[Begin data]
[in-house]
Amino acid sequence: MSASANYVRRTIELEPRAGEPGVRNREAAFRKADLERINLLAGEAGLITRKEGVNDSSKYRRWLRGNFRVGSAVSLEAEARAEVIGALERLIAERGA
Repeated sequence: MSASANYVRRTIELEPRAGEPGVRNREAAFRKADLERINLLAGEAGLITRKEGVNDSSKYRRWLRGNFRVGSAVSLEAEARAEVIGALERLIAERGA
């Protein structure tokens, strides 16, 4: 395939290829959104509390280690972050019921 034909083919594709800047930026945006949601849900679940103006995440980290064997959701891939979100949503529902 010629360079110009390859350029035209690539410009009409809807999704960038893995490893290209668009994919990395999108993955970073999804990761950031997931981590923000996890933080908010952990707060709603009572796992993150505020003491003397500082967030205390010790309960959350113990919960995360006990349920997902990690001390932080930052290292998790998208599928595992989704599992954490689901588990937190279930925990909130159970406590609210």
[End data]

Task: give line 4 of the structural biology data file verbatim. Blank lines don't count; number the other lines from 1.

């Protein structure tokens, strides 16, 4: 395939290829959104509390280690972050019921 034909083919594709800047930026945006949601849900679940103006995440980290064997959701891939979100949503529902 010629360079110009390859350029035209690539410009009409809807999704960038893995490893290209668009994919990395999108993955970073999804990761950031997931981590923000996890933080908010952990707060709603009572796992993150505020003491003397500082967030205390010790309960959350113990919960995360006990349920997902990690001390932080930052290292998790998208599928595992989704599992954490689901588990937190279930925990909130159970406590609210």